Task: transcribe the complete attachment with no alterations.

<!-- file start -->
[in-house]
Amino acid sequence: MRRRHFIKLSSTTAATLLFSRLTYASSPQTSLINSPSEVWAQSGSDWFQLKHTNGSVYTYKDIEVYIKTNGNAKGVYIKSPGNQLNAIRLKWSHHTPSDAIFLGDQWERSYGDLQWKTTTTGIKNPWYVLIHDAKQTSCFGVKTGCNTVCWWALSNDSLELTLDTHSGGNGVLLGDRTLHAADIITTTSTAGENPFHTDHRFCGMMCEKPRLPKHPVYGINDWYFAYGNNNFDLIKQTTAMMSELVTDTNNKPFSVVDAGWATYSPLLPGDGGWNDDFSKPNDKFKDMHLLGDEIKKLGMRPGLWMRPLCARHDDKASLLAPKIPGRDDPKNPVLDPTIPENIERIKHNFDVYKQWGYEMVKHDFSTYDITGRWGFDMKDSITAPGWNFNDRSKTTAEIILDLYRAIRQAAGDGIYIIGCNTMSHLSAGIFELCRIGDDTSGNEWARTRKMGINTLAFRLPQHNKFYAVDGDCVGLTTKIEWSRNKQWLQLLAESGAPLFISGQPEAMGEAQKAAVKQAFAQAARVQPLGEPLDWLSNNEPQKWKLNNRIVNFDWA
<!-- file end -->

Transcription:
[in-house]
Amino acid sequence: MRRRHFIKLSSTTAATLLFSRLTYASSPQTSLINSPSEVWAQSGSDWFQLKHTNGSVYTYKDIEVYIKTNGNAKGVYIKSPGNQLNAIRLKWSHHTPSDAIFLGDQWERSYGDLQWKTTTTGIKNPWYVLIHDAKQTSCFGVKTGCNTVCWWALSNDSLELTLDTHSGGNGVLLGDRTLHAADIITTTSTAGENPFHTDHRFCGMMCEKPRLPKHPVYGINDWYFAYGNNNFDLIKQTTAMMSELVTDTNNKPFSVVDAGWATYSPLLPGDGGWNDDFSKPNDKFKDMHLLGDEIKKLGMRPGLWMRPLCARHDDKASLLAPKIPGRDDPKNPVLDPTIPENIERIKHNFDVYKQWGYEMVKHDFSTYDITGRWGFDMKDSITAPGWNFNDRSKTTAEIILDLYRAIRQAAGDGIYIIGCNTMSHLSAGIFELCRIGDDTSGNEWARTRKMGINTLAFRLPQHNKFYAVDGDCVGLTTKIEWSRNKQWLQLLAESGAPLFISGQPEAMGEAQKAAVKQAFAQAARVQPLGEPLDWLSNNEPQKWKLNNRIVNFDWA